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July 15, 2020

An open debate?

Opinion

July 15, 2020

The 'cancel culture' has been all the rage in US media over the last week. Depicting colleges as hotbeds of intolerance, Donald Trump threatened to remove their tax-exempt status if they don’t stop engaging in “radical left indoctrination.”

Trump’s lament calls upon notions of bias and unfairness that have commonly been used to suggest that US academia is a hotbed of radicals, who have little concern with freedom of inquiry or expression. Additionally, although it didn’t mention it by name, the recent Harper’s “Letter on Justice and Open Debate” has been widely discussed in the media within the framework of the “cancel culture.”

But my interest here, first and foremost, is not with the Harper’s letter. Rather, I want to engage in a larger discussion about what has become known as the “cancel culture” – a catch-all term referring to attempts to shame those engaged in controversial or bigoted views. Elements of the 'cancel culture' are said to include the deplatforming of individuals engaged in controversial speech via removing their opportunities to communicate with large audiences in college settings and in the media, individual and group shaming of public intellectuals and other public figures who indulge in bigoted or otherwise questionable statements, and the firing of people who engage in embarrassing public acts such as displays of racism, belligerent refusals to wear masks, and other incendiary behavior.

This 'cancel culture' is condemned by many on the right as an assault on civility norms, and as representing a threat to open debate among competing voices and contrary opinions.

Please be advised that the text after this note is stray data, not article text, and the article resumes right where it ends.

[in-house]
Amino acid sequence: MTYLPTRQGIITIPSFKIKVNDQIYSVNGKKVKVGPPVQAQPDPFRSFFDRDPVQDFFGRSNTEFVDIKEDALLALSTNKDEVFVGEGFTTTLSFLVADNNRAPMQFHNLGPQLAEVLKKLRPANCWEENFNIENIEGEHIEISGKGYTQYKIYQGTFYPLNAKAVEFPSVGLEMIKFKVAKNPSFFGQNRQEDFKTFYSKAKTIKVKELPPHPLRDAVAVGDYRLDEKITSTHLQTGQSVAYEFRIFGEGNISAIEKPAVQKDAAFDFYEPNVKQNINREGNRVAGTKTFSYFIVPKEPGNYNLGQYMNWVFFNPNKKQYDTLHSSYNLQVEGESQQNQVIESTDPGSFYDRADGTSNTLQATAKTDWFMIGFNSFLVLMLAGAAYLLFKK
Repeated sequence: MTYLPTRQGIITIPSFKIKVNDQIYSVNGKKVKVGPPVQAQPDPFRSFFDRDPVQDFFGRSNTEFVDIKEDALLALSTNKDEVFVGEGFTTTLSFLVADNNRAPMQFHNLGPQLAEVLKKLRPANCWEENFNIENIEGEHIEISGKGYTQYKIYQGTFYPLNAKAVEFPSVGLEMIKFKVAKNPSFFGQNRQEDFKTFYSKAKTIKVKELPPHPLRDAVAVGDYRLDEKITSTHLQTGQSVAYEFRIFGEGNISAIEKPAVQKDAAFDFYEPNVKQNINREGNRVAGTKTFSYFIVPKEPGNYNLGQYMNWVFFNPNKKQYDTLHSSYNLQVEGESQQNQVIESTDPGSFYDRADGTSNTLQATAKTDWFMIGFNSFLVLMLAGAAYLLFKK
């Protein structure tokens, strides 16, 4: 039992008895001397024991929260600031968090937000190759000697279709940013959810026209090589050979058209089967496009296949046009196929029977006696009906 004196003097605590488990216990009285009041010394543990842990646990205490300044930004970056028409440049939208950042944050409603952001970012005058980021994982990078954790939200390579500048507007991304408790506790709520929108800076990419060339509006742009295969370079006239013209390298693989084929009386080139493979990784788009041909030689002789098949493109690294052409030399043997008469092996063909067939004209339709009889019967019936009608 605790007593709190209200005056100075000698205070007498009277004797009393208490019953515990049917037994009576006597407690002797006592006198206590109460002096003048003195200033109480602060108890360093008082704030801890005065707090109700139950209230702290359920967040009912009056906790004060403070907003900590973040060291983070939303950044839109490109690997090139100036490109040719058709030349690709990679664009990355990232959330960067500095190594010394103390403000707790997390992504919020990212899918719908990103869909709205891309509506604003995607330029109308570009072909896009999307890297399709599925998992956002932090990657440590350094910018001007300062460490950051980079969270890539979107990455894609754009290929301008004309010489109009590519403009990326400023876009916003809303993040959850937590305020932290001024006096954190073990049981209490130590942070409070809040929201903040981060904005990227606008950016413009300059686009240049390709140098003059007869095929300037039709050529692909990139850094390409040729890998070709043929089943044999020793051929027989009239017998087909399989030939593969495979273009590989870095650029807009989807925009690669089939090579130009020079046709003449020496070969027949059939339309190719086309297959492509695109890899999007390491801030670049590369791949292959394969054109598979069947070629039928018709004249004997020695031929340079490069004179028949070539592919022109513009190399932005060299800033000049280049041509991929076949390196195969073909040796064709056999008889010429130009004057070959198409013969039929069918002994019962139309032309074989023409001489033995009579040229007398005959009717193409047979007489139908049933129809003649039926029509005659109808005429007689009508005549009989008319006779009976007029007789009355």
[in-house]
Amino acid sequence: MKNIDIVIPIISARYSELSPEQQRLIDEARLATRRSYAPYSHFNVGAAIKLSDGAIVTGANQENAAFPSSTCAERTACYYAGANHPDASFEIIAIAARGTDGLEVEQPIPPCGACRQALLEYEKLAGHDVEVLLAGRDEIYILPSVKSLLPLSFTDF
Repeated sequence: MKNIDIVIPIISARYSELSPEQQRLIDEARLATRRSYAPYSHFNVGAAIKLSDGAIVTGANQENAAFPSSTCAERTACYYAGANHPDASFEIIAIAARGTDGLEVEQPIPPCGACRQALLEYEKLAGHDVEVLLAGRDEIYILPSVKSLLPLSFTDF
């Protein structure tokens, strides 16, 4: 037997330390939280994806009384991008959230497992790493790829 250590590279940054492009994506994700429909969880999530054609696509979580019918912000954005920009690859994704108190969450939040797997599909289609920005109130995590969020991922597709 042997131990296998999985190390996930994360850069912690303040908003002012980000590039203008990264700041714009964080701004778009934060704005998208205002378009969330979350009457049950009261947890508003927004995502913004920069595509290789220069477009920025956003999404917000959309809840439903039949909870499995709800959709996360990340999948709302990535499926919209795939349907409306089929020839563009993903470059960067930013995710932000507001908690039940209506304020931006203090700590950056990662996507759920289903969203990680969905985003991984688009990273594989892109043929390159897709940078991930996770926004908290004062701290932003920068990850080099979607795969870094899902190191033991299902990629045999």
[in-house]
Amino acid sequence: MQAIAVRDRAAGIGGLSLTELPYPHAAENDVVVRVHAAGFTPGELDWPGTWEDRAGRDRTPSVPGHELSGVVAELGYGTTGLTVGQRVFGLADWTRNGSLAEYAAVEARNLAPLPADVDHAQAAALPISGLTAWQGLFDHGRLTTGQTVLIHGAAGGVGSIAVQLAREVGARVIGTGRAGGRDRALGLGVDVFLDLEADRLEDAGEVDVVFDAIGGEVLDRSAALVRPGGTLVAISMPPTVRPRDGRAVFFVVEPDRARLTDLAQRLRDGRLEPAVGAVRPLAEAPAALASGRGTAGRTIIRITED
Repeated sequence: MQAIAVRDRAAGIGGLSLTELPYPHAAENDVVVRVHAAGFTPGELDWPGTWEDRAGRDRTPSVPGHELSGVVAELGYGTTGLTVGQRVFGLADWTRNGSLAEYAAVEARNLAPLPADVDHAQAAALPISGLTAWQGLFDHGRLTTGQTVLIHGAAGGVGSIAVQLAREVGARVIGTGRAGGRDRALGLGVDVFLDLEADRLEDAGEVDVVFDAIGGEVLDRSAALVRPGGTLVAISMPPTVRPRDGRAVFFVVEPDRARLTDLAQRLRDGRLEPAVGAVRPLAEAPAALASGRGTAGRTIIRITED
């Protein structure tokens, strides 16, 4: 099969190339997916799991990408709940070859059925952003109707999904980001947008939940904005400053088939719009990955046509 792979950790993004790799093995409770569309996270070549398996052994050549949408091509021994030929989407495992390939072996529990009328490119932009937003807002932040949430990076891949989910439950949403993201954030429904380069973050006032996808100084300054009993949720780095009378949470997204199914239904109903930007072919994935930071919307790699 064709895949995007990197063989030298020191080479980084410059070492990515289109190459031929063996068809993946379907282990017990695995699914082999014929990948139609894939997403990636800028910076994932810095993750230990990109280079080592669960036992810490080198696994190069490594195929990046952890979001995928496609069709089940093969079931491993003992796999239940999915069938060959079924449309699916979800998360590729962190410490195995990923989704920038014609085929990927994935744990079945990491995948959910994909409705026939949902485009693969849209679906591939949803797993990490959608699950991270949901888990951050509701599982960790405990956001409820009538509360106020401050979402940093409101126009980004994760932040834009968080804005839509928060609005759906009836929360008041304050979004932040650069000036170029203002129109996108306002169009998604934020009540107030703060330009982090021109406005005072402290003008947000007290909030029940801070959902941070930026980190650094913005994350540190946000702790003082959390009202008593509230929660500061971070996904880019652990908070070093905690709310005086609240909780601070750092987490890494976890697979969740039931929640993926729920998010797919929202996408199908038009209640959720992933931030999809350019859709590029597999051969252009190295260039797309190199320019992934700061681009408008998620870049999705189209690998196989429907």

With regard to political discourse in America, the Harper’s letter puts forward many worthy goals, related to ideals of free speech, exploration of competing viewpoints, civility, the elevation of reasoned debate, and the need to engage with empirical evidence.

But one challenge that arises is that free speech seems to mean different things to different people. On the one hand, virtually every American I know agrees that we should embrace free speech in principle. But different individuals have different ideas of what precisely that means in the real world. What J K Rowling appears to mean by free speech may be very different from what Noam Chomsky means.

In the latter case, it is the idea of exploring diverse and competing views openly and in good faith. Worthy goals to be sure. In the former case, however, free speech seems to be closer to feeling liberated to maintain the privilege of a mass media platform of followers and to say whatever you want, even prejudiced claims against trans persons, without fear of criticism or repercussions. These two views of free speech seem pretty incompatible.

Excerpted from: 'Canceling the Cancel Culture: Enriching Discourse or Dumbing it Down?'

Counterpunch.org